Ever since Ford refused to bring the Escort Cosworth and Sierra Sapphire to North America, I've sorta hated that company. In fact, when Ford was sponsoring the Young Indiana Jones series, they offered Sean Patrick Flanery, the young Indy, his pick of any car in Ford's showroom. He promptly asked for the Escort Cosworth.
"Any car but that," they told him.
BMW pulled the same thing with the European-spec E36 M3 (321 hp) and then Audi did it with its RS2.
I kicked and stomped and held my breath till I turned blue but they still said no. My father said the same thing when I asked for a few pounds of black powder (I was going to make a fortune selling reloaded shells). Just a simple, "No son, you're not getting that."
Almost 15 years later I'm driving the car Audi said it would never bring to North America. After 20 minutes of adrenalin-soaked insanity, I'm beginning to understand why.
This car takes genuine skill to drive. A few seconds of inattention will put you in a ditch or worse. My mind replays those videos of Michelle Mouton and Hans Stuck, their feet dancing across all three pedals like speed-addled Riverdancers. Keeping this car in its fairly narrow performance envelope requires an equal helping of proficiency and big brass ones.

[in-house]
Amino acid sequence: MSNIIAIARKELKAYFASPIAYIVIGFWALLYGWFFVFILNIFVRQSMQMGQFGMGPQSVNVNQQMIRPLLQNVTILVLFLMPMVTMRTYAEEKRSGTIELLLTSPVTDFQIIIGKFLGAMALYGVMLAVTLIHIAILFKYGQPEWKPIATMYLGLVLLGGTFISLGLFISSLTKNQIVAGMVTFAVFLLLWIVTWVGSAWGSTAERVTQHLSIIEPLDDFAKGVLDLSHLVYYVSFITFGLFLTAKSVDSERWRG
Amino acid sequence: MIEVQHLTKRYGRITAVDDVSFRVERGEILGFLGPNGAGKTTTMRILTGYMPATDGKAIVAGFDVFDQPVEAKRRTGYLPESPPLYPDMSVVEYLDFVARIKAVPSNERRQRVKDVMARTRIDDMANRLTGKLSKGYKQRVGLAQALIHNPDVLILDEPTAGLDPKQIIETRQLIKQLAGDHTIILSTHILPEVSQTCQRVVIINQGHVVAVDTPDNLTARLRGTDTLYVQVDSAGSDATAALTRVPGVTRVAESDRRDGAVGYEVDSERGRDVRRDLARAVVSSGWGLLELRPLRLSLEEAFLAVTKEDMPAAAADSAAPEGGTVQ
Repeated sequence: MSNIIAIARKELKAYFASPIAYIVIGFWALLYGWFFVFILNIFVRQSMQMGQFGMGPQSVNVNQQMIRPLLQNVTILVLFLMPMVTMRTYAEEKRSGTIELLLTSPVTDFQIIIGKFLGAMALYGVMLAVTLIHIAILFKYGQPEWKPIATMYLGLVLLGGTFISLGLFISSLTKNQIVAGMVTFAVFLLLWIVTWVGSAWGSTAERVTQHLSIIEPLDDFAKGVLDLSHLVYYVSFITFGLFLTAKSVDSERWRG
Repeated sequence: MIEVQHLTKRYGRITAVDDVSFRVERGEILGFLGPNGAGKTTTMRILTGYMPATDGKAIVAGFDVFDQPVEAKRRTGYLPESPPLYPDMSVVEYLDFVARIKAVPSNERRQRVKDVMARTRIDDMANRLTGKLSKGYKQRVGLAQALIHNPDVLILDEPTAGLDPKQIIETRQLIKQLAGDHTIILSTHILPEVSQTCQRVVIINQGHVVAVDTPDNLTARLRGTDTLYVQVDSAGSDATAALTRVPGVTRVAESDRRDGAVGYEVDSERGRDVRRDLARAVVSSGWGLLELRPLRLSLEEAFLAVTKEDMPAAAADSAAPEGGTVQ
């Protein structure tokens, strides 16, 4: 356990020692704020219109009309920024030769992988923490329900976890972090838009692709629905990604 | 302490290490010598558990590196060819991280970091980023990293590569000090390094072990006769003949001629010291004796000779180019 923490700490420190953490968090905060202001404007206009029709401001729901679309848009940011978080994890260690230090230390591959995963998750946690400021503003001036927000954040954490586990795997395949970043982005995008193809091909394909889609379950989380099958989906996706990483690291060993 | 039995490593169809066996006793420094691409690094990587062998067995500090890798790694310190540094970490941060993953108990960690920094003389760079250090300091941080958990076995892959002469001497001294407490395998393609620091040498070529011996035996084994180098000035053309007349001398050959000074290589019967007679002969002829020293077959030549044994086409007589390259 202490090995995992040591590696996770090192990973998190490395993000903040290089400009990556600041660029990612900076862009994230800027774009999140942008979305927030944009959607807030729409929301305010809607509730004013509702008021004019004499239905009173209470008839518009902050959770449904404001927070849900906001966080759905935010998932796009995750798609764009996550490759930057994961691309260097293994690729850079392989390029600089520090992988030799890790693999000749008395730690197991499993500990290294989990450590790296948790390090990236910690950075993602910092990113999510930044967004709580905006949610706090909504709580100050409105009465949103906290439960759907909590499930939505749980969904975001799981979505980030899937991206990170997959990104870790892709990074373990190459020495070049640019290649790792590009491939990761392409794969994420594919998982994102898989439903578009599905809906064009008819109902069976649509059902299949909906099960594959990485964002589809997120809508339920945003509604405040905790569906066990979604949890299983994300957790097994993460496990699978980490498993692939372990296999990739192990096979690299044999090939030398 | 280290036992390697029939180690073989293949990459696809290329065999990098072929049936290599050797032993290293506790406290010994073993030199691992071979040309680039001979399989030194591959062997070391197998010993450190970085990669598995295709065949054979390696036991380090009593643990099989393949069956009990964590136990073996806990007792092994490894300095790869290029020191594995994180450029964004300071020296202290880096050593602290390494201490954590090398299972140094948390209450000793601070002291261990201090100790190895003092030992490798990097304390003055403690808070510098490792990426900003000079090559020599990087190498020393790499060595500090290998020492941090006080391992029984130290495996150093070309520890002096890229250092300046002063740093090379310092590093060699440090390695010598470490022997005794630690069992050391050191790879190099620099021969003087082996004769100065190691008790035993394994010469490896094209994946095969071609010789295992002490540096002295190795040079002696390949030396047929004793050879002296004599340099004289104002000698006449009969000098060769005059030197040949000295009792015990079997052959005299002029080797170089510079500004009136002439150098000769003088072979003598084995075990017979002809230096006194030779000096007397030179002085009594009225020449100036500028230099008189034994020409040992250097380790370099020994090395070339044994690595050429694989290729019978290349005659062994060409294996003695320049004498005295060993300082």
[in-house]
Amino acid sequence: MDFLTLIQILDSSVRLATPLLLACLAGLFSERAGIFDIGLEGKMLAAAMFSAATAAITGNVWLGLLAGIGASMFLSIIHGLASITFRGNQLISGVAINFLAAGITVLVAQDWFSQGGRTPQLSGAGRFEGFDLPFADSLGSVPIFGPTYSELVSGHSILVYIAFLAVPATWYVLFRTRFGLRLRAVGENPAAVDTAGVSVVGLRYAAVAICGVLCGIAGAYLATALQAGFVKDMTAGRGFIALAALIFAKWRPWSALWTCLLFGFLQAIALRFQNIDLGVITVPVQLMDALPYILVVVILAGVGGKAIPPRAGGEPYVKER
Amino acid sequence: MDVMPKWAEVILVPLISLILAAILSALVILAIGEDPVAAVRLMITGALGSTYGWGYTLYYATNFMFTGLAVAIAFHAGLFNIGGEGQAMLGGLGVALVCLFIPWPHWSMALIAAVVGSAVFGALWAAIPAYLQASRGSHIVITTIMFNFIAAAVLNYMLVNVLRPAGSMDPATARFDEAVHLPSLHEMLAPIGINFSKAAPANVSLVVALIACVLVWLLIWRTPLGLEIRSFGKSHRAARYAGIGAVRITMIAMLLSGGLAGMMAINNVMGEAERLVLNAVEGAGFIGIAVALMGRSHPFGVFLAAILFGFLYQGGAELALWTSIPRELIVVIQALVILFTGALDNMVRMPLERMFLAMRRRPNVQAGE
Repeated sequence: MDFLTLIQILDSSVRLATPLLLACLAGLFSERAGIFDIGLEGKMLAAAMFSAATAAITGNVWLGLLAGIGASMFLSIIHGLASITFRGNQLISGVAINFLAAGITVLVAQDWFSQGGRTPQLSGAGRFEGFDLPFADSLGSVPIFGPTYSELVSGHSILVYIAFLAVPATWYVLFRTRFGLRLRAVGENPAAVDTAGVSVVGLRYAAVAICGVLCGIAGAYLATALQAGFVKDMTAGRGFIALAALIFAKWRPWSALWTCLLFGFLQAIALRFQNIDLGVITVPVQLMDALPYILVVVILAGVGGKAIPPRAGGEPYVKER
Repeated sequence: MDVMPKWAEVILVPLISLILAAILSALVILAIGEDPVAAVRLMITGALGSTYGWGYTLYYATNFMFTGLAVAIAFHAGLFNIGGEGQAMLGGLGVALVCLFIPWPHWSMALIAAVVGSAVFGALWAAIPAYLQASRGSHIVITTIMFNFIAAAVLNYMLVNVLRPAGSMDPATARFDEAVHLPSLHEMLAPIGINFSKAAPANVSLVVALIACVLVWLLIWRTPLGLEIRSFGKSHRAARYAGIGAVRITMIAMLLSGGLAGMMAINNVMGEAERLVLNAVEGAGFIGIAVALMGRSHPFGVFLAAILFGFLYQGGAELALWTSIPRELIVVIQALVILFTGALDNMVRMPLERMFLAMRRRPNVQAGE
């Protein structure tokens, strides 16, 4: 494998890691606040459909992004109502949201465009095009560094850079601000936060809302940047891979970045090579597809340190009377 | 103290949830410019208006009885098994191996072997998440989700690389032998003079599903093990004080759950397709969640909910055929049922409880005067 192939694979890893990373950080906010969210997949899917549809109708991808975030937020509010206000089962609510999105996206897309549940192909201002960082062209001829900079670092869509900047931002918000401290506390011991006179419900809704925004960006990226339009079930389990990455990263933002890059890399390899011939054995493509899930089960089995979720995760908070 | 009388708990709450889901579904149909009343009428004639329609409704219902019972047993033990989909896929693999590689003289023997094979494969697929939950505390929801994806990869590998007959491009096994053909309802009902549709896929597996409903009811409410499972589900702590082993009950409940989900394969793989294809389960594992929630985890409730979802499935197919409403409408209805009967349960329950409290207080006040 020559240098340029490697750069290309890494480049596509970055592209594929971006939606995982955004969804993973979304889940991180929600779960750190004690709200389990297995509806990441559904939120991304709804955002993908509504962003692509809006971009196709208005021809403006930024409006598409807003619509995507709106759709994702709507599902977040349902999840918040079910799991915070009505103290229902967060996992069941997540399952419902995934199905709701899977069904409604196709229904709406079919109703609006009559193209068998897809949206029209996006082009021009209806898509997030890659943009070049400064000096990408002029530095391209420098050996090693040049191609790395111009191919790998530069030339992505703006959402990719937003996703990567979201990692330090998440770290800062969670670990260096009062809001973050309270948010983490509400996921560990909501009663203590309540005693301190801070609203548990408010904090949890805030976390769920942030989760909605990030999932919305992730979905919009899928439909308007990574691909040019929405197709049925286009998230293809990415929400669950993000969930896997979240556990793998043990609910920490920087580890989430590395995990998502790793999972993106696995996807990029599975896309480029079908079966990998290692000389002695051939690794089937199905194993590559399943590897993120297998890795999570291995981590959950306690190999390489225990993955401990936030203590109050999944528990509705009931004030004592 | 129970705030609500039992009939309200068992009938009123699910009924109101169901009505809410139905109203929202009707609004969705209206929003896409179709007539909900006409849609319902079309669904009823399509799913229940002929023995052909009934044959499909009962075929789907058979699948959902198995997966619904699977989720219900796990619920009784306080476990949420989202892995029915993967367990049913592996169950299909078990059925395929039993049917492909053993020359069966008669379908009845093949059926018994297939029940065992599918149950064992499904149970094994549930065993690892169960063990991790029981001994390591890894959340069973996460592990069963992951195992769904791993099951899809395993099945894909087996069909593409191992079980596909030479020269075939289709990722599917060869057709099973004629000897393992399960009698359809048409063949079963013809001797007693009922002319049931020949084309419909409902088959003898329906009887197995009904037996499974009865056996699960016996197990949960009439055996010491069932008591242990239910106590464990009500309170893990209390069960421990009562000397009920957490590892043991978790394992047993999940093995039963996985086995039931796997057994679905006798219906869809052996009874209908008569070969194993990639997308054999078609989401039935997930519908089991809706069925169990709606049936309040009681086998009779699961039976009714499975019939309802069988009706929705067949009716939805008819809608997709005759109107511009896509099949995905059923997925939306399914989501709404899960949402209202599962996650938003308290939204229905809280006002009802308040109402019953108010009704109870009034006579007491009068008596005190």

For a while I'm able to hold onto the reins. It kicks and snorts and does its best to throw me off but finally settles down. I can't remember having such a satisfying drive, especially from a car that would love nothing more than stomp me to death.
It's a forgone conclusion Audi's RS2 would have been labeled a "death-mobile" by overzealous American lawyers. In hindsight it's probably a good thing they didn't sell it here.
Newer, more powerful Audi cars have since been broken and bridled to the point that a complete noob could hold his own on a racetrack. No need for left foot braking or heel-and-toe shifts... just stab it and steer. The car will do the rest. And do it very, very well.
I'm not the first scribe to whine about how the "human element" has been removed from performance cars. And maybe it hasn't been removed entirely, but it has certainly been marginalized. And while I could write volumes on the awesome technology in new cars, both hardware and software, I'd be seriously remiss if I didn't mention the gigantic strides in tire technology. Just look at those pictures of Stirling Moss driving the Mercedes Silver Arrows. I've seen bicycles with bigger tires. Imagine trying to control a ton of prehistoric metal at speeds in excess of 120 mph... on patches of rubber narrower than your hand.
We've seen tires morph from inner tubes to bias ply to radial with huge advances in rubber chemistry and carcass structure. Want a real test of your car's abilities? Throw on a crappy set of skinny tires and prepare for the ensuing hilarity.
I drove the GMG RS2 for several hours, enough time to totally exhaust myself. I was done with this car, at least for today. I couldn't wait to get back in the new A4 and just veg all the way home. In fact, I was sorta wishing the Audi could drive itself home while I took a nap.
Give them a few more years.
Les Bidrawn Editor firstname.lastname@example.org